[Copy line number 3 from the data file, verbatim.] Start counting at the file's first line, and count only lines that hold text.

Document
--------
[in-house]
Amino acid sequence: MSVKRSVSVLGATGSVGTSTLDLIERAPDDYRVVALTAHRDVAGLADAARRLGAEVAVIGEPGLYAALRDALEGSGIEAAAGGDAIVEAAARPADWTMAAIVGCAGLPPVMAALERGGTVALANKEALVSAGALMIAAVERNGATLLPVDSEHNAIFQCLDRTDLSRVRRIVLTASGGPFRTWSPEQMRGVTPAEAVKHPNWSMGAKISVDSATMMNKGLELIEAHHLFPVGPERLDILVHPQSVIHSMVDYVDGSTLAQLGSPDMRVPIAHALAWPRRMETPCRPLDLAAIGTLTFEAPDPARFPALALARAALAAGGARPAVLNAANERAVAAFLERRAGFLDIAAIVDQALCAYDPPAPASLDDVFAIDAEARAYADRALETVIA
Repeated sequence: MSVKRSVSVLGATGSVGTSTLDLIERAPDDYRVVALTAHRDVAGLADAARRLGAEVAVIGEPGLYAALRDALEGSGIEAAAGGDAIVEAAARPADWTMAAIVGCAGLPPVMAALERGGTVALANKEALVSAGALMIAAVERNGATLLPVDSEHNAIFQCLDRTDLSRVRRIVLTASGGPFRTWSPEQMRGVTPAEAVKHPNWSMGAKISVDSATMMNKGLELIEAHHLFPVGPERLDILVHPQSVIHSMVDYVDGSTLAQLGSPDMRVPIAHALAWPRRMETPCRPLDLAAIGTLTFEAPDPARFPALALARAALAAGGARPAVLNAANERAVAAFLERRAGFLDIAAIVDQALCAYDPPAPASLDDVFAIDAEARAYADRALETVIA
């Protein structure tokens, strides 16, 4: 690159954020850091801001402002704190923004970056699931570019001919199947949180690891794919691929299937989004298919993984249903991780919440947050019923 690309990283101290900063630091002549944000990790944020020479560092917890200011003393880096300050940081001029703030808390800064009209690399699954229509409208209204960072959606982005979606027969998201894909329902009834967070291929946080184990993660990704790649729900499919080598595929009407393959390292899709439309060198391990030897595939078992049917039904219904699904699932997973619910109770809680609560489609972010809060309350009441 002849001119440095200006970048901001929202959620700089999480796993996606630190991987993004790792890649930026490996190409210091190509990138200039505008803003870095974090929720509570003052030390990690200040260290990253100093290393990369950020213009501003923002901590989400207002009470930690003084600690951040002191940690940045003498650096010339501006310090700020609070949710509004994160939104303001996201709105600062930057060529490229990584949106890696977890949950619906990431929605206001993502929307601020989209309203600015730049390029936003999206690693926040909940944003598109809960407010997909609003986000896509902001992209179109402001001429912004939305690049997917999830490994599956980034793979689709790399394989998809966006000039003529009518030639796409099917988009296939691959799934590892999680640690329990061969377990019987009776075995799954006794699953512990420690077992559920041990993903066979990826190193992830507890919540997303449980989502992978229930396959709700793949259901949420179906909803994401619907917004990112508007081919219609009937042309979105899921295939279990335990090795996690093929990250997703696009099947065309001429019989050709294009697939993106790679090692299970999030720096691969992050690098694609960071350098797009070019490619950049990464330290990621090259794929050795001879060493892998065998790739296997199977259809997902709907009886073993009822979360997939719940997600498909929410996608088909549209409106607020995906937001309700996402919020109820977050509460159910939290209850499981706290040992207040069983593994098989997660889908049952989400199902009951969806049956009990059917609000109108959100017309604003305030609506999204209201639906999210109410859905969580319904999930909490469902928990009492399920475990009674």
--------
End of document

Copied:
Repeated sequence: MSVKRSVSVLGATGSVGTSTLDLIERAPDDYRVVALTAHRDVAGLADAARRLGAEVAVIGEPGLYAALRDALEGSGIEAAAGGDAIVEAAARPADWTMAAIVGCAGLPPVMAALERGGTVALANKEALVSAGALMIAAVERNGATLLPVDSEHNAIFQCLDRTDLSRVRRIVLTASGGPFRTWSPEQMRGVTPAEAVKHPNWSMGAKISVDSATMMNKGLELIEAHHLFPVGPERLDILVHPQSVIHSMVDYVDGSTLAQLGSPDMRVPIAHALAWPRRMETPCRPLDLAAIGTLTFEAPDPARFPALALARAALAAGGARPAVLNAANERAVAAFLERRAGFLDIAAIVDQALCAYDPPAPASLDDVFAIDAEARAYADRALETVIA